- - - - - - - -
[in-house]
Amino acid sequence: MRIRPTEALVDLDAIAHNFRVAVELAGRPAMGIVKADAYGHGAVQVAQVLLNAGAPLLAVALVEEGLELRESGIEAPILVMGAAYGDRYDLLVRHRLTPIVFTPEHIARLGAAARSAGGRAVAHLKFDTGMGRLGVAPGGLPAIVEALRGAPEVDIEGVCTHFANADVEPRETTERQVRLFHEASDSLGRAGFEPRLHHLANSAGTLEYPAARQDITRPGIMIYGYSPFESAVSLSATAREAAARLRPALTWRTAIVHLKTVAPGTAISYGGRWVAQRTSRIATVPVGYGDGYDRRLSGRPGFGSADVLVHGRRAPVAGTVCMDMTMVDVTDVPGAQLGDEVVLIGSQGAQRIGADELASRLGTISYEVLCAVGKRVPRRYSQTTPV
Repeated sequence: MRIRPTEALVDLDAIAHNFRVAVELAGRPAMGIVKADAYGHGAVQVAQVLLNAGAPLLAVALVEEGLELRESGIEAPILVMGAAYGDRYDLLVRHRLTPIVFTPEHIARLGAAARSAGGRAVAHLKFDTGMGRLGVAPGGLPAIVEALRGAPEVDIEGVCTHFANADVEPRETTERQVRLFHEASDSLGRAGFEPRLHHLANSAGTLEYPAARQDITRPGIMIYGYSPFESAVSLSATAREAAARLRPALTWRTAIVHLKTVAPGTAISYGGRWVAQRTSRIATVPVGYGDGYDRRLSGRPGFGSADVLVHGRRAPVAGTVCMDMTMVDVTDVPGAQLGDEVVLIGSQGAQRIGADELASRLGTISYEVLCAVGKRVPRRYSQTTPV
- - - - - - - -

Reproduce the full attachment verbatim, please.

[in-house]
Amino acid sequence: MRIRPTEALVDLDAIAHNFRVAVELAGRPAMGIVKADAYGHGAVQVAQVLLNAGAPLLAVALVEEGLELRESGIEAPILVMGAAYGDRYDLLVRHRLTPIVFTPEHIARLGAAARSAGGRAVAHLKFDTGMGRLGVAPGGLPAIVEALRGAPEVDIEGVCTHFANADVEPRETTERQVRLFHEASDSLGRAGFEPRLHHLANSAGTLEYPAARQDITRPGIMIYGYSPFESAVSLSATAREAAARLRPALTWRTAIVHLKTVAPGTAISYGGRWVAQRTSRIATVPVGYGDGYDRRLSGRPGFGSADVLVHGRRAPVAGTVCMDMTMVDVTDVPGAQLGDEVVLIGSQGAQRIGADELASRLGTISYEVLCAVGKRVPRRYSQTTPV
Repeated sequence: MRIRPTEALVDLDAIAHNFRVAVELAGRPAMGIVKADAYGHGAVQVAQVLLNAGAPLLAVALVEEGLELRESGIEAPILVMGAAYGDRYDLLVRHRLTPIVFTPEHIARLGAAARSAGGRAVAHLKFDTGMGRLGVAPGGLPAIVEALRGAPEVDIEGVCTHFANADVEPRETTERQVRLFHEASDSLGRAGFEPRLHHLANSAGTLEYPAARQDITRPGIMIYGYSPFESAVSLSATAREAAARLRPALTWRTAIVHLKTVAPGTAISYGGRWVAQRTSRIATVPVGYGDGYDRRLSGRPGFGSADVLVHGRRAPVAGTVCMDMTMVDVTDVPGAQLGDEVVLIGSQGAQRIGADELASRLGTISYEVLCAVGKRVPRRYSQTTPV